AUDUBON SOCIETY – 7:30 p.m. Presentation “Collected stories of 2019” featuring photographs of birds, foxes, butterfly’s, other natural subjects by local photographer Rick Bunting. Will feature stories about favorite events from this year. Quality Inn, 5206 St. Hwy. 23, Oneonta. 607-397-3815 or visit www.facebook.com/DelawareOtsegoAudubonSociety/
COOPERSTOWN – It’s 150 years later, and New York State’s greatest hoax is still bringing in the gawkers.
“The Cardiff Giant is still a favorite,” said Todd Kenyon, The Farmers’ Museum communications director. “It’s part of American folklore.”
On Wednesday, Oct. 16, got into The Farmers’ for just 50 cents, the original price paid to see it under a tent in George Hull’s backyard. That evening, visitors were able to see a “Medicine Show” hawking the Giant, performed by the Templeton Players, and enjoy a piece of giant birthday cake.
On Oct. 16, 1869, workers on Stub Newell’s farm in Cardiff, outside Syracuse, were digging a well when they discovered the 10½-foot long body of a petrified man. “That must have been incredible,” said Kenyon, “to be digging a well and find the body of a man.”
Newell’s farm was an old lake bed, and fossils had been discovered there before. “Paleontology was a new science,” said Tom Heitz, Town of Otsego historian, who used to interpret the Giant for museum visitors. “People were finding saber-tooth tiger fossils and other strange creatures, so it made sense to people at the time.”
Neighbors gathered around the pit, and within two days, Hull, Newell’s cousin, had erected a tent and were charging people 50 cents – the equivalent of $9.25 today – to come see the giant.
At 10½ feet and 2,990 pounds, the Cardiff Giant was proclaimed to be “Taller than Goliath Whom David Slew.” A doctor in Norwich pronounced him “a real man, turned to stone,” and people came from across the state and, in some cases, across the country to see the giant.
“He was very popular with the religious people,” said Heitz. “There’s a line in Genesis about a time when giants roamed the earth, and people took this as confirmation of that.”
But with so many people wanting to take a peek, Hull and Newell – who had already made a considerable sum off their 50 cent admissions – decided to sell the giant to investors in Syracuse, who put it on display for people who came by train from all across the stage.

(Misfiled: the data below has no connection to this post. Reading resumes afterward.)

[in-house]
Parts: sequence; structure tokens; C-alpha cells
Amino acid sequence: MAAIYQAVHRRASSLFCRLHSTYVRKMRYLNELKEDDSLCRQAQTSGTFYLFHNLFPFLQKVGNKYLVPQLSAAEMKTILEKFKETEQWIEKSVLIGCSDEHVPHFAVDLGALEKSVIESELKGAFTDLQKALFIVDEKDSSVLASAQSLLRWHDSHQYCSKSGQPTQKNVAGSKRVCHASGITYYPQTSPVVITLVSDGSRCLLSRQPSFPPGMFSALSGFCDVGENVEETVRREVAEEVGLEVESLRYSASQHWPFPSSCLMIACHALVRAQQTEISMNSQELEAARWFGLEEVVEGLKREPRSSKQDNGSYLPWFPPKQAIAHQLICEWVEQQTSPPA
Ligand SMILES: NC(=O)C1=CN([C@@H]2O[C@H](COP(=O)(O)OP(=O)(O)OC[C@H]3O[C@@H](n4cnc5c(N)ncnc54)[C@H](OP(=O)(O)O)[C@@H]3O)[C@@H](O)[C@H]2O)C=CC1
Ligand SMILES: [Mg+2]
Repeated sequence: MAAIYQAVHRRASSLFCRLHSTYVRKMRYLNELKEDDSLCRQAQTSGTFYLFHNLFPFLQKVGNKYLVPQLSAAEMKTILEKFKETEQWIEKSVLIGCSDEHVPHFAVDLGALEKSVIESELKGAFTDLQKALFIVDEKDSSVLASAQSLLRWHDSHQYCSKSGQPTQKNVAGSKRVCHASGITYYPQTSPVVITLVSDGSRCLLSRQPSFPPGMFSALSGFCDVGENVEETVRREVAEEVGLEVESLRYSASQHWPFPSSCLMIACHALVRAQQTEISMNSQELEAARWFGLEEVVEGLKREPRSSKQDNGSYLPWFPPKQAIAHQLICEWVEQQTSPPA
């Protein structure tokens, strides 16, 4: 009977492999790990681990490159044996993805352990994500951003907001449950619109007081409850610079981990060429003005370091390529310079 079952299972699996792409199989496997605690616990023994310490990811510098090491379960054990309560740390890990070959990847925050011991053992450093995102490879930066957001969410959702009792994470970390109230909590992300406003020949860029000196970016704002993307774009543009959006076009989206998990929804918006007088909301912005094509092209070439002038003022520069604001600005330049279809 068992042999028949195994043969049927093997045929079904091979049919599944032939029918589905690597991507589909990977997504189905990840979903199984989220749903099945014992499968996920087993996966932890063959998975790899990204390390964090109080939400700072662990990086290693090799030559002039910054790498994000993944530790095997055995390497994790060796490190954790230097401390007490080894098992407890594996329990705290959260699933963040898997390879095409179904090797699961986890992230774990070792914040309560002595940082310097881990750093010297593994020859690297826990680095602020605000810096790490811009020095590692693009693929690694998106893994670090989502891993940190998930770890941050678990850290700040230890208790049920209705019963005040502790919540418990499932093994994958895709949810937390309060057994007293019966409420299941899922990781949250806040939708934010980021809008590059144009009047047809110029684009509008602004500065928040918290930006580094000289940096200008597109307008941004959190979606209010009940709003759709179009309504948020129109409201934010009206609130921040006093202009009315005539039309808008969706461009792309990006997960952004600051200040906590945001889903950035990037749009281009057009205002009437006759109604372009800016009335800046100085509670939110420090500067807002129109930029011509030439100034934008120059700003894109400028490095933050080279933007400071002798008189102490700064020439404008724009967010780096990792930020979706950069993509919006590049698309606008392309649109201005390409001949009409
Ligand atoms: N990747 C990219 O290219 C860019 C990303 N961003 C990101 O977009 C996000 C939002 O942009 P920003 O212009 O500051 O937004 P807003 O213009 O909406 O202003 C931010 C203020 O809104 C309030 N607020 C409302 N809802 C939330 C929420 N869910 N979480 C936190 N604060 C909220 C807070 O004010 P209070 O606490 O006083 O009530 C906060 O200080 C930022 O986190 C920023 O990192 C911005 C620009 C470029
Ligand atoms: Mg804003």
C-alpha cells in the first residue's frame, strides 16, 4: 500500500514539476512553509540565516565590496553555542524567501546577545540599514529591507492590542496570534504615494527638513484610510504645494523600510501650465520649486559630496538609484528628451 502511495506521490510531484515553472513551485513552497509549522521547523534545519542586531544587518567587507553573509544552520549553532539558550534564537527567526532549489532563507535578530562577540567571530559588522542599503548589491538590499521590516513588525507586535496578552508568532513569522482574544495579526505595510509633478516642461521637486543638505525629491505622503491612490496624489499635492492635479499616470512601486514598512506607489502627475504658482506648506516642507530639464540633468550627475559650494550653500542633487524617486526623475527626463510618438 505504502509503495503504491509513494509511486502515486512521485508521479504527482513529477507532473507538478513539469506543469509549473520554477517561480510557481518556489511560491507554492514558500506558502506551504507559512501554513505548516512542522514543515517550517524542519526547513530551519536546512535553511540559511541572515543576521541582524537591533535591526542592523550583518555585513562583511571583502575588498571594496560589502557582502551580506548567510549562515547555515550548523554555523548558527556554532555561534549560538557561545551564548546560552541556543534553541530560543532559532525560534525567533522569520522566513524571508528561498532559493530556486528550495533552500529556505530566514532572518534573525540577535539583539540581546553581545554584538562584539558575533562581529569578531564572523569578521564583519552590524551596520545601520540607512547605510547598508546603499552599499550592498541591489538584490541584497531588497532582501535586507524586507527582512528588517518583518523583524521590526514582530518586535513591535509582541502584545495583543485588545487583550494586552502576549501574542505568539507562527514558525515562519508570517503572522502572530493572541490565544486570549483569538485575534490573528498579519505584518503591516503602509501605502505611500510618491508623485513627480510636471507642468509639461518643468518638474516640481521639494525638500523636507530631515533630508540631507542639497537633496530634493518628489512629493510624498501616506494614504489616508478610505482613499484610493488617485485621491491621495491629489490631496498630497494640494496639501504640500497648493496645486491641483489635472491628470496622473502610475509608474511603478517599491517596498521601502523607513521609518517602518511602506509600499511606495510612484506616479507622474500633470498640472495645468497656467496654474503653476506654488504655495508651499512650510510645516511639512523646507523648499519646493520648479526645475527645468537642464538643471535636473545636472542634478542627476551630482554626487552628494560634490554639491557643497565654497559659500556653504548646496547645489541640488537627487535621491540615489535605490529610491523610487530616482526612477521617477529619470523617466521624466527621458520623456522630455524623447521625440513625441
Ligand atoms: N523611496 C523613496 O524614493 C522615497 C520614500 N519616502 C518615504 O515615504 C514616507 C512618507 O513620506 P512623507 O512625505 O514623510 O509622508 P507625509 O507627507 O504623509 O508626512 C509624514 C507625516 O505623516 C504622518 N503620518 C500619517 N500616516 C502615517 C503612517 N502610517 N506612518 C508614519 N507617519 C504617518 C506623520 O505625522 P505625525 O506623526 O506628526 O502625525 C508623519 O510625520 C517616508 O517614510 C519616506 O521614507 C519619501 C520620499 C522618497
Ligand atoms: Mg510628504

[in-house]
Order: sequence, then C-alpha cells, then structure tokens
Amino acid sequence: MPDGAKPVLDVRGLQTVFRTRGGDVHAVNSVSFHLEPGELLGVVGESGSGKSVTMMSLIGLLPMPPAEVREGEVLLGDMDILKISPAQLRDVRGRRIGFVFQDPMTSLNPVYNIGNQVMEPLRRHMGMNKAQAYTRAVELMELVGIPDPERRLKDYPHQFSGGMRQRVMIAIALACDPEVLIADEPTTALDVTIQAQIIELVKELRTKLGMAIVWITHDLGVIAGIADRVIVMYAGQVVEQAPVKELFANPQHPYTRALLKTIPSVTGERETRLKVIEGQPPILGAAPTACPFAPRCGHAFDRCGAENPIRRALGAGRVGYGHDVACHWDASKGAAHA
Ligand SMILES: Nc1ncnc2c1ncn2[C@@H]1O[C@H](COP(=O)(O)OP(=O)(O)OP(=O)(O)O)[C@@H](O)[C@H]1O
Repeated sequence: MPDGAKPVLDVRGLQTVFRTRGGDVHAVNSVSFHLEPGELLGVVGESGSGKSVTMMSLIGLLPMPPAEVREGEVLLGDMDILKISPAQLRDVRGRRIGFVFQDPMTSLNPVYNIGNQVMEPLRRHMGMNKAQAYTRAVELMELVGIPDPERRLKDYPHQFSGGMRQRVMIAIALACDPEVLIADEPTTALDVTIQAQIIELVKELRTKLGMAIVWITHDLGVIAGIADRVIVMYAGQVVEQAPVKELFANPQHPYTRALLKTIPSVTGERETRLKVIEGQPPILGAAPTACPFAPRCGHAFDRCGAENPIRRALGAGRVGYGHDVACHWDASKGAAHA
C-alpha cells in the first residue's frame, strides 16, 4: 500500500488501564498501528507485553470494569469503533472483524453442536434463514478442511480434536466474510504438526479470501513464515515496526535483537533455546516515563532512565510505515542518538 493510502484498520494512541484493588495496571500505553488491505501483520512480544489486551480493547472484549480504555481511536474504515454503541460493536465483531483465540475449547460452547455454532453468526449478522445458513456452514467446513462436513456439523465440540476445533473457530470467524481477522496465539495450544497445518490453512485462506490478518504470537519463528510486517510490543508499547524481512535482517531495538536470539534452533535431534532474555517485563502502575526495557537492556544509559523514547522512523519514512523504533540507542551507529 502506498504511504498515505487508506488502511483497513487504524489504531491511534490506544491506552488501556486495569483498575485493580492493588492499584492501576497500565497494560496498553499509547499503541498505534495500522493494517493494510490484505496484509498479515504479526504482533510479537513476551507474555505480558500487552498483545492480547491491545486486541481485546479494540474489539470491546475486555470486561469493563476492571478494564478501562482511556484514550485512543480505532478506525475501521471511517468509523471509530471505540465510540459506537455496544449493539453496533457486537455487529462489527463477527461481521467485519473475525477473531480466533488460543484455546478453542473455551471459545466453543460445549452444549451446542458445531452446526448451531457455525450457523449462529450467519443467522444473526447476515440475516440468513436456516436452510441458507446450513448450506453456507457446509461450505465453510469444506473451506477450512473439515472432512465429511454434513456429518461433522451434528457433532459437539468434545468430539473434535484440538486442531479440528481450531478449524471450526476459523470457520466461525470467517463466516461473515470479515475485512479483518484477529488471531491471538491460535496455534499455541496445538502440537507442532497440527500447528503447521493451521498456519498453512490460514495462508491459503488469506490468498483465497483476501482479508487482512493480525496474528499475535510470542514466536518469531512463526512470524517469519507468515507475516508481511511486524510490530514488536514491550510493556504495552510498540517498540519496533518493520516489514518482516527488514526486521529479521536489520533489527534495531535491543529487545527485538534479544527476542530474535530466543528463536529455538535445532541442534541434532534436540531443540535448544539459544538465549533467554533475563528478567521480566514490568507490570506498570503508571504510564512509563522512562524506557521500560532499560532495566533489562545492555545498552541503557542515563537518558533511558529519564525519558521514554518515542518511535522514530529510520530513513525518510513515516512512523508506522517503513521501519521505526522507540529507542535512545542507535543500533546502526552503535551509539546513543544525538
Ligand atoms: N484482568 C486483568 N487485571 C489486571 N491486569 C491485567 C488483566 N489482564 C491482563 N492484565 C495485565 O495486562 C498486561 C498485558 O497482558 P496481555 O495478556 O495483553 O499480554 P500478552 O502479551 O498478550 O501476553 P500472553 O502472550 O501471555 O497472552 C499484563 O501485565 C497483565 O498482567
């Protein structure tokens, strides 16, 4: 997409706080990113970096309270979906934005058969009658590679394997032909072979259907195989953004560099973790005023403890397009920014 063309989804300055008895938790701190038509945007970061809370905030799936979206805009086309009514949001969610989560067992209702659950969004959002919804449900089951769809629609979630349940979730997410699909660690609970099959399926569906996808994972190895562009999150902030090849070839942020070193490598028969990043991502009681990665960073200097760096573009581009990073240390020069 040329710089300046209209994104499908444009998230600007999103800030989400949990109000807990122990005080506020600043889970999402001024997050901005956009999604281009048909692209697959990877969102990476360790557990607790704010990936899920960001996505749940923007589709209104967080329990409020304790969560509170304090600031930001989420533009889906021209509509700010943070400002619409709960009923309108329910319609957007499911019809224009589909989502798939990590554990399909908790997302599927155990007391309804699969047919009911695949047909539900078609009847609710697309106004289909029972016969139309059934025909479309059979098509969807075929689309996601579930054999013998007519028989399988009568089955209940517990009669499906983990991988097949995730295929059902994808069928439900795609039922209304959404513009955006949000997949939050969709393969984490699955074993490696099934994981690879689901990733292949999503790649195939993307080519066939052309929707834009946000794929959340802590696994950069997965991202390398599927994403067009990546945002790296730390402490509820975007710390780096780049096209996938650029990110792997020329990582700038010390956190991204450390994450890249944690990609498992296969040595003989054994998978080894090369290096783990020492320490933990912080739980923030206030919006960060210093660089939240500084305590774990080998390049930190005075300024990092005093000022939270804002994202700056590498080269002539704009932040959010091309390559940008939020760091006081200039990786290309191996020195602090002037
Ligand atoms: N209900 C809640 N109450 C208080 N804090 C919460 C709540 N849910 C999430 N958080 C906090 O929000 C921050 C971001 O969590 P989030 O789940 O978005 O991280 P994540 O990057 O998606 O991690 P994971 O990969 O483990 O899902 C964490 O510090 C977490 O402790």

“People didn’t have TV or the Internet,” said Heitz. “But they wanted to see the spectacle of it.”
PT Barnum tried to buy the giant for $15,000, but when Hull wouldn’t sell, he created his own and toured it around the country and in Europe.
But by December, Hull admitted that his giant was a fake, a gypsum man carved a year earlier in Chicago and buried in Newell’s back yard. “He was a bit of a scoundrel,” said Heitz. “He had been in jail in Binghamton for running a con game when he was younger.”
According to Heitz, he had gotten in an argument with Reverend Turk, a Methodist minister who took the stories of the Bible – including Genesis 6:4, which references the giants – literally. Hull wanted to prove him wrong, so he ordered the creation of the giant.
In 1868, Hull ordered a slab of gypsum from Fort Dodge, Iowa, and send it to be carved in Chicago, then shipped back by train and carriage to Newell’s farm, where it was buried and “discovered” a year later.
Even after Hull admitted it was a hoax, people still flocked to see the giant, and it traveled to several cities, including Albany and Manhattan. Some places objected to his nudity and placed a fig leaf over his exposed genitals; others asked that men and women go in separately.
“They even did shows for the blind,” said Heitz. “They would let people feel his toe or his face.”
The excitement of seeing the cause of the famous object, even after it was a proven fake, dwindled at the beginning of the 20th Century, and in 1948 it was brought to The Farmers’ Museum, where he has been on continuous display ever since.